Good sounding contemporary Violin with decorations (inlaid/painted or others)

July 31, 2017, 9:44 AM · Hi Guys,

Would like to ask you guys what would be a good luthier that makes violin that sounds great as an instrument but also have some distinctive aesthetic features.

As mentioned in another thread I was looking at Stefano Trabucchi but unfortunately the violin I wanted was sold. The next thing that comes to mind is the Villa brothers. From reading here It seems most people agree that Villas make quality violins and I see their inlaid ones looks great. Need to be displayed and also played.

Besides the Villa brothers, who else would you recommend? Price range 15-30K.
Slight preference towards Italian since I own a German violin.

Also, any difference in quality between Marcelo and Vittorio Villa? Thanks!

Replies (16)

Edited: August 1, 2017, 5:45 AM · To see my ornamented Vittorio Villa, see my blogs, "A Pilgrimage to Cremona" and "A Tale of Two Fiddles" buried somewhere here or on my website, http://rkviolin.com

Both Vittorio and Marcello are excellent and similar but Vittorio speaks English and I was originally introduced to him. He's very busy and often contacted by people who aren't really serious - but if you are, let me know and I can make the introductions. It's better than a cold call. BTW, the Villa ornamentations are inlaid, not painted on - very labor-intensive.

I also have a uniquely decorated violin by Ed Maday of Long Island, NY. It has - per my request - a lion's head and a gold leaf inscription on the ribs.

July 31, 2017, 10:16 AM · It really depends on what your aesthetic is... If I was to commission a unique work-of-art fiddle, I'd probably consider the American maker Guy Rabut. That is, if you are looking for a kind of "modern" aesthetic!
July 31, 2017, 11:32 AM · Wow! What an amazing piece of design. The Black Violin is certainly is a departure from the normal aesthetic. Very striking and no doubt will cost more than a traditional model. As a long term investment I doubt it will hold its value, however. The Chanot trapezoid violins of the 19th century are not worth much now. Violinists have always been very conservative but maybe that will change...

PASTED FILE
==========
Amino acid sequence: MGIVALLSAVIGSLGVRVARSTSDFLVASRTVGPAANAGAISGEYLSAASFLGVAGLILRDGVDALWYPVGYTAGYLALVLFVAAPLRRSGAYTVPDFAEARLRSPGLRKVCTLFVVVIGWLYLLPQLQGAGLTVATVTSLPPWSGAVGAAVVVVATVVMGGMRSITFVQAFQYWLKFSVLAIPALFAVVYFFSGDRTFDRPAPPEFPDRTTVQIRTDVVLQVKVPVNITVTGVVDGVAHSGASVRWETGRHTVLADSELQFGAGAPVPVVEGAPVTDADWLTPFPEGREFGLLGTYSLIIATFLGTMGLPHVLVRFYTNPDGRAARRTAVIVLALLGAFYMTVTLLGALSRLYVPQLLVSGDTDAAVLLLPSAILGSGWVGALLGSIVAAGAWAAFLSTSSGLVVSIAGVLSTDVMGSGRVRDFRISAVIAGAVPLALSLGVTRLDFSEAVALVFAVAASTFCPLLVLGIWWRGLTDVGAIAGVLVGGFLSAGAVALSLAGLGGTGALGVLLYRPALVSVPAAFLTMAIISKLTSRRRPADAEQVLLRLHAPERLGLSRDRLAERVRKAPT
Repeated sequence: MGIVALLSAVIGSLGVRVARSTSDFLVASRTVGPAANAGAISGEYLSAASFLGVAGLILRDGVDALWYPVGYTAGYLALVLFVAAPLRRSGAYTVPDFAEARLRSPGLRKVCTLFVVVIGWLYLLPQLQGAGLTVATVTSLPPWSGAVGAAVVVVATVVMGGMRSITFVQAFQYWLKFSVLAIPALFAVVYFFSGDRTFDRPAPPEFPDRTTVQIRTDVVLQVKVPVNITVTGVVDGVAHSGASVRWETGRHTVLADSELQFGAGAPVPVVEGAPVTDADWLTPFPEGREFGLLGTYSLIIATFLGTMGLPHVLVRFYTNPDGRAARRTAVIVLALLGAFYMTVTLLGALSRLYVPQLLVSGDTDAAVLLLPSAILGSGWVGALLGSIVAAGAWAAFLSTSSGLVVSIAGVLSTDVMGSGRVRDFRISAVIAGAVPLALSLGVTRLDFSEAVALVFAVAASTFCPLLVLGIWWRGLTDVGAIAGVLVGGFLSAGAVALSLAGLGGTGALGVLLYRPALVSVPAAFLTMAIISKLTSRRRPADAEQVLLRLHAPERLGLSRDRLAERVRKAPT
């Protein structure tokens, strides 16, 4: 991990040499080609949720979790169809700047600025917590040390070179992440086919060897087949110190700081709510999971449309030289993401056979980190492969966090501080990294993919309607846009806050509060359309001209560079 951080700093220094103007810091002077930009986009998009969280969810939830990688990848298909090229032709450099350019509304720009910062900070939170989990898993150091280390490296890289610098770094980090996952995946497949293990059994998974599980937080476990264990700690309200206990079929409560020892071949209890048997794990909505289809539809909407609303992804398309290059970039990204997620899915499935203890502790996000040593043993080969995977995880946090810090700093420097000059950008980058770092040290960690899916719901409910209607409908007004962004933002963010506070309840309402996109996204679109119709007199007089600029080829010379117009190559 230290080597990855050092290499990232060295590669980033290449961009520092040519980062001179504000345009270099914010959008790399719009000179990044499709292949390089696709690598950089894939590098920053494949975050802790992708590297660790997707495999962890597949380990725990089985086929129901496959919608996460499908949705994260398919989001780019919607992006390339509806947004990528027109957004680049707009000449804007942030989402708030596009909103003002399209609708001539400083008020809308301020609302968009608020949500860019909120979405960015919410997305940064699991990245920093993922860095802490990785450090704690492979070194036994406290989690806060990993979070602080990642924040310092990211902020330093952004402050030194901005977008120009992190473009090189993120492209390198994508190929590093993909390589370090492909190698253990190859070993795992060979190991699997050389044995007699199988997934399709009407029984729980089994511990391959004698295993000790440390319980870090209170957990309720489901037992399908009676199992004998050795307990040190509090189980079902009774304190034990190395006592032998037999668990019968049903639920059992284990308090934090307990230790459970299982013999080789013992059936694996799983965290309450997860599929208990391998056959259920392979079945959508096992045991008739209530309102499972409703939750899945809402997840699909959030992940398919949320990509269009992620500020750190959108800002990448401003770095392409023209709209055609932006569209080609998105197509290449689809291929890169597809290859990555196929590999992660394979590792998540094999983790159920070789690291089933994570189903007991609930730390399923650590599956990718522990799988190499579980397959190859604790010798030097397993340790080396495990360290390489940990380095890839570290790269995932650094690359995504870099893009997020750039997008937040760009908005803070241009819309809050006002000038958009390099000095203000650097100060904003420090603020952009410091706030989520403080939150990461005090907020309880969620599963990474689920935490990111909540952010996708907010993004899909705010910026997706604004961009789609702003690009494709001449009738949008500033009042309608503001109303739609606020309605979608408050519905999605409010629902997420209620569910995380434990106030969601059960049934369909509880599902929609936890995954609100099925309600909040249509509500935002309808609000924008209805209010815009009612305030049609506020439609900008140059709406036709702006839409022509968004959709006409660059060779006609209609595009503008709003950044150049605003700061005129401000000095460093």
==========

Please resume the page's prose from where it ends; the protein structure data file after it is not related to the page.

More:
Cheers Carlo

Edited: July 31, 2017, 11:50 AM · If you are looking for a tool for making music, sound and playability should be your main concerns.
If you add the decoration you include another element to the recipe, making it much more complex.
Violins can be seen as tools for making music or art objects. It is hard to find both things in an instrument.
Just my two cents.
July 31, 2017, 11:53 AM · It is interesting that in the time the violin was invented, all other musical instruments (and objects in general) where highly decorated, but the violin was created as a rather "clean" looking instrument, it is beauty comes from its forms, and not for decorations applied to it.
July 31, 2017, 11:53 AM · My Prius got twice as fast when I added a cosmetic "racing stripe". ;-)

Re Laurie's recommendation, Guy Rabut has done some really cool designs and artwork.

Edited: July 31, 2017, 12:01 PM · There are a few very beautiful violins in this price range, I dont know if there are some with ornaments.
The black violin looks special, I actually like the looks.
There is also the blue violin. http://www.pavelsporcl.com/bce-5/BLUE-VIOLIN.html
As I said before I really think of Rittwagen (German) as an excellent maker with good prices (if I remember correctly 21 000€ for a standard violin).
A Burgess might take a while to wait for. Propably worth it though.
July 31, 2017, 2:35 PM · David Burgess, I tried a "racing stripe" in my 2001 Corolla, but it got no better.